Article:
Reflections from Guest Curator Patrick Keane

To me the best part about this project was learning about some of the background information about the people or products that were being sold. William Ewen, for example: I had no idea what “vendue master” meant. After looking it up I found out about William Ewen and that he had a very significant role in the colony of Georgia. At first I thought that with such small advertisements there wouldn’t much to it, but I could find out very significant information to give my entries more meaning. For other aspects of what I researched, such as the European goods, other people might not have known why colonists wanted to buy them. I learned in class that colonists did it to keep up with the styles in Europe.

Looking at the advertisements and then doing research on them really helped make it easier. I learned where these products were being made and by whom. Others might not have known that sugar was made in the Caribbean by slaves working at the sugar plantations during the colonial times. While knowing where these products were coming from this was a good way to inform others who had no idea about this information to really understand what these times were like. This could also give the reader more motivation to do some research of their own to learn more about certain questions they have about these times.

The background information could sometimes be the most difficult aspect of the project. Some advertisements that I chose really didn’t give me much information to research. Picking out specific parts of the advertisements is what made it easier. With one of my advertisements I didn’t even really talk about the goods it was selling, but how the shopkeepers had a lot of competition from others in Boston due to it being one of the biggest cities. Just talking about the products being sold probably doesn’t really make other people want to read, so I wanted to talk about the significance of those advertisements and even compare them to others. Advertisements sometimes gave me a lot of information that could help me find more information, or very little, making it harder. Not directly speaking about the advertisements sometimes helped. Instead of talking just about the advertisement sometimes I talked about who was in it (such as William Ewen) or why colonists loved to buy what was in it.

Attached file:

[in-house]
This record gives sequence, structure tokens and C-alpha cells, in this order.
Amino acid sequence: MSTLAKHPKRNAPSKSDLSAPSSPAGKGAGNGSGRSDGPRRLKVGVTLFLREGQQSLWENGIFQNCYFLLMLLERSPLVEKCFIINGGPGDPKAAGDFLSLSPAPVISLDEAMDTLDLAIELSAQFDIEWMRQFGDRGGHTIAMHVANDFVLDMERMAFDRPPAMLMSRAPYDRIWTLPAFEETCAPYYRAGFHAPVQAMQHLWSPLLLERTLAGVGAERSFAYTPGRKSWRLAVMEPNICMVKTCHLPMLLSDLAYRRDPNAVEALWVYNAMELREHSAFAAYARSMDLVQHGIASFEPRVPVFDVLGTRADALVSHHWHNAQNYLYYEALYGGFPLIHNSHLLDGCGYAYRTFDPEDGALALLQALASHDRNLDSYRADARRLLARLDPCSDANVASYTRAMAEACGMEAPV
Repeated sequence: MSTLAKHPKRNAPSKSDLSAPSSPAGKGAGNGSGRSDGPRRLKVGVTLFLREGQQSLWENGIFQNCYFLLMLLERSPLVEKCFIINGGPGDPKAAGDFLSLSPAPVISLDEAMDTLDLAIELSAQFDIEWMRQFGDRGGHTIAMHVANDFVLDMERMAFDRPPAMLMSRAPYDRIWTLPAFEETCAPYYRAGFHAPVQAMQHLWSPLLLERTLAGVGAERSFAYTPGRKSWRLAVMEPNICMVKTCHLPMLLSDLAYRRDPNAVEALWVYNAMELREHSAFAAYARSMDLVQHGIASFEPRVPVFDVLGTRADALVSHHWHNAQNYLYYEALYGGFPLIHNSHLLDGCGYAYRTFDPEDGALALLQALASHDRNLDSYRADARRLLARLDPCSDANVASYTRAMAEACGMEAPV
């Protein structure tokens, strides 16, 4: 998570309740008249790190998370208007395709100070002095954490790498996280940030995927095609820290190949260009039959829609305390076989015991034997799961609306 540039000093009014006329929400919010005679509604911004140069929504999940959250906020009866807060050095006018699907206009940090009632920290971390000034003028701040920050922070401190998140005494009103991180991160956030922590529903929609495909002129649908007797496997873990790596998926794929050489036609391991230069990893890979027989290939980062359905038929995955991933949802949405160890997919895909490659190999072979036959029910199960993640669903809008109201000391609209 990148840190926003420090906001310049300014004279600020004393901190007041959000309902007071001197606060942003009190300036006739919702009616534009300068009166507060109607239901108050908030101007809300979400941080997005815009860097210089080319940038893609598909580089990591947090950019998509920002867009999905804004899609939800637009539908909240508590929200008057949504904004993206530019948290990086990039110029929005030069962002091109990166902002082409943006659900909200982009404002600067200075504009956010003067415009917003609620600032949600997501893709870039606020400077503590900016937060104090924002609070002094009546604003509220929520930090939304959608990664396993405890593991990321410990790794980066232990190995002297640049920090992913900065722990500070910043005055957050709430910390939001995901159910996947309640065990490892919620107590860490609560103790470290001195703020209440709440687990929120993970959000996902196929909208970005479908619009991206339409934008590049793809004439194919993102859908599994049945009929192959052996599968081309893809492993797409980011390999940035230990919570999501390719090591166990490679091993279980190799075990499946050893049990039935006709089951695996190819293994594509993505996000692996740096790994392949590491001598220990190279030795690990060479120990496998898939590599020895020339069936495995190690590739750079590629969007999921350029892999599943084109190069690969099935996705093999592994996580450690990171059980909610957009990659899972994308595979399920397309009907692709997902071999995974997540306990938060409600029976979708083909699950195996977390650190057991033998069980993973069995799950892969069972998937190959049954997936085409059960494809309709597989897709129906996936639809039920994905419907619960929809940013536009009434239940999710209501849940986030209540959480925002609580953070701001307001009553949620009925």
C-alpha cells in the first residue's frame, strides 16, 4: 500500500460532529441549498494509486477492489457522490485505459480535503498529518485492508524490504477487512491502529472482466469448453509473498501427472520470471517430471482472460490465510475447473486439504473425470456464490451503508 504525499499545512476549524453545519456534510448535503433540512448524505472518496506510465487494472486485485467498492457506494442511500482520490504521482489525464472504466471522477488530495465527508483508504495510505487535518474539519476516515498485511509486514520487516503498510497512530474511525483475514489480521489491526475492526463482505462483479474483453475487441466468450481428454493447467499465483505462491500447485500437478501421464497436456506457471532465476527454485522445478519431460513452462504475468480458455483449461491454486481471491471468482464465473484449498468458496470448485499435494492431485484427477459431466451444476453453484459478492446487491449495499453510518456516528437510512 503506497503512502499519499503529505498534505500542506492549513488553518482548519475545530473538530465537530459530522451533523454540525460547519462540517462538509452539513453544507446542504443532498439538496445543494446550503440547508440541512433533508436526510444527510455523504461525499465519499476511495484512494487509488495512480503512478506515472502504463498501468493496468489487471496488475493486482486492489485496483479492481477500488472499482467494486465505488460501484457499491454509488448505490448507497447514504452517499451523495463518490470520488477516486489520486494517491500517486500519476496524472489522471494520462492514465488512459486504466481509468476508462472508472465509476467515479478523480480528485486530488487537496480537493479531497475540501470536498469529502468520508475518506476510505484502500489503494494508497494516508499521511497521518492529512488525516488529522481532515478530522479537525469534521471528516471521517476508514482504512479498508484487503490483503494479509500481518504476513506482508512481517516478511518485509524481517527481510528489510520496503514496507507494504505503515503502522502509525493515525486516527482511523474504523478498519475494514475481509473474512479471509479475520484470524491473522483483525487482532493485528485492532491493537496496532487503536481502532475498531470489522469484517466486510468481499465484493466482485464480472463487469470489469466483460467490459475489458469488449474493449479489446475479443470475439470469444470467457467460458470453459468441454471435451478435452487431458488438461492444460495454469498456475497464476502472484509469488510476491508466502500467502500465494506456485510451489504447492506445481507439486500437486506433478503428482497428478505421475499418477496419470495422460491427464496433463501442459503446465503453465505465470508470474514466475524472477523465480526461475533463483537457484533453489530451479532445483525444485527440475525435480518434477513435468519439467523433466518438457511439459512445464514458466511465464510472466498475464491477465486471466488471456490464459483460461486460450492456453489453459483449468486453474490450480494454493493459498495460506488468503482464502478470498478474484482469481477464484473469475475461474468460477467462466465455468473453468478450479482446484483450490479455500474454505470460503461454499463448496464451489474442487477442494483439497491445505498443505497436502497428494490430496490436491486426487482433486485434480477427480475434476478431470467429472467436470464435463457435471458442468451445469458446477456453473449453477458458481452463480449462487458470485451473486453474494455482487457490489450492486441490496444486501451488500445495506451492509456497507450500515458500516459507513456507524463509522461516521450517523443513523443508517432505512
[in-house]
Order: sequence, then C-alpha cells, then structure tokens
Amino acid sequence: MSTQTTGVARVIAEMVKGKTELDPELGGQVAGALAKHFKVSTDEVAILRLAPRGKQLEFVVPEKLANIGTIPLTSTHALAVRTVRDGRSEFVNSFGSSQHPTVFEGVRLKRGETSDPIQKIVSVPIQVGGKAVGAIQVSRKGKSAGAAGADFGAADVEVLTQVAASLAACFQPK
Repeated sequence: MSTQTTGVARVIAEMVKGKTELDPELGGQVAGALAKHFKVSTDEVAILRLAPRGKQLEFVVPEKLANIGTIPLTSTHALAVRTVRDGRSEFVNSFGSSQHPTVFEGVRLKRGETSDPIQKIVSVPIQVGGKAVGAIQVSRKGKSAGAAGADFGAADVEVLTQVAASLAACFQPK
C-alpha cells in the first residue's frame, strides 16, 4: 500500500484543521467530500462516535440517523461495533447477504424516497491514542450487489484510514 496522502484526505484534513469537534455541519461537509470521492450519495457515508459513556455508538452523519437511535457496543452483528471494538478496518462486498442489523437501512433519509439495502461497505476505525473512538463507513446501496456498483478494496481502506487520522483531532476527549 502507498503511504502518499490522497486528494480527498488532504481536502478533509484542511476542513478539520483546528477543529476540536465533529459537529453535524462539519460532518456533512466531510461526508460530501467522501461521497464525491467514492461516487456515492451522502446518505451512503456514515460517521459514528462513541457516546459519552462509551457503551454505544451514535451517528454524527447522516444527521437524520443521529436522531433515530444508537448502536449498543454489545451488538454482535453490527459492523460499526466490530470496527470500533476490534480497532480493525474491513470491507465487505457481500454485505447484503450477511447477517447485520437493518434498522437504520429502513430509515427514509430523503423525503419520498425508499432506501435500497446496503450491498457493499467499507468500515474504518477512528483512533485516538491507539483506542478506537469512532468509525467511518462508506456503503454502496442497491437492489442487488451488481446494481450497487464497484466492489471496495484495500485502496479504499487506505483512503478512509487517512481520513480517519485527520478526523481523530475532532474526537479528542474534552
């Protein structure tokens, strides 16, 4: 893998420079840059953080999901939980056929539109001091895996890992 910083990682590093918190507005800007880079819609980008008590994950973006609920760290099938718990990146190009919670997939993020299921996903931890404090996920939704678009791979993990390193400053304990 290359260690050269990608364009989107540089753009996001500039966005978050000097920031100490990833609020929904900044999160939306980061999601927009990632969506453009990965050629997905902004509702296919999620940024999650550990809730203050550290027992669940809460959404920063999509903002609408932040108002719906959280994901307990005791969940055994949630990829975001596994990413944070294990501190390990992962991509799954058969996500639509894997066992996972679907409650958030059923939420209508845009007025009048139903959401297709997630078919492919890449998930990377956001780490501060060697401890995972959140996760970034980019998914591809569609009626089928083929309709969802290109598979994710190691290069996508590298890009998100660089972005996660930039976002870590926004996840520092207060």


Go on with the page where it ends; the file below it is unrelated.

This project wasn’t just about me learning about these advertisements; it was also to show other people my ideas about them. That is why this project was fun to do, creating a way for others to do their own research, whether the part of the advertisement I chose or something else that they wanted to do research on. There is so much information about these advertisements that I didn’t know about: colonial America was such a different age. When I read the advertisement about real estate I had no idea I would end up learning about the person in that being a patriotic leader in the American Revolution.

It’s those little things that made the project that much better: one search of a name or product in the advertisement and I could learn so much about it, making me want to show everyone else what I found. When I found out about that I couldn’t wait to show others how significant that advertisement really was. There is significance to every advertisement on the newspapers during these times. All the products and people (whether leaders or not) played a huge part in their colonies. These people all helped develop their colonies. They also left behind sources that still bring attention to their communities: we are still reading their advertisements today.


November 26

GUEST CURATOR: Patrick Keane

What was advertised in a colonial American newspaper 250 years ago today?

Georgia Gazette (November 26, 1766).

“To be sold at publick vendue … PART of a TOWN LOT … WILLIAM EWEN, Vendue-master.”

I found this advertisement interesting because of William Ewen, the “Vendue-master,” which means that auctioned the house and lot. Before he became an auctioneer he had done other significant things in Georgia. He was probably born in England, but moved to Georgia as an indentured servant around the age of fourteen. The Board of Trustees of the colony purchased his indenture and had him work in the store the chief magistrate ran. After his indentured ended, he was awarded land and wanted to try out farming. He failed at farming, causing him to lose his land. Afterwards he worked with settlers in Georgia called Malcontents, who were against the trustees. He became the voice and leader of the Malcontents, paving the way for a successful future.

William Ewen became a “commissioner for the town of Ebenezer, superintendent for Savannah, and later vendue master, or auctioneer for the colony” of Georgia. Last but not least, one of his most significant achievements was being a patriotic leader during the American Revolution. “[N]ews of the Stamp Act (1765) reached the colony and ignited a revolutionary movement, with Ewen at the forefront.” Ewen later served as the first president of the Georgia Council of Safety. It’s really interesting to know that a name from a small advertisement leads to a person who had a major impact on his colony.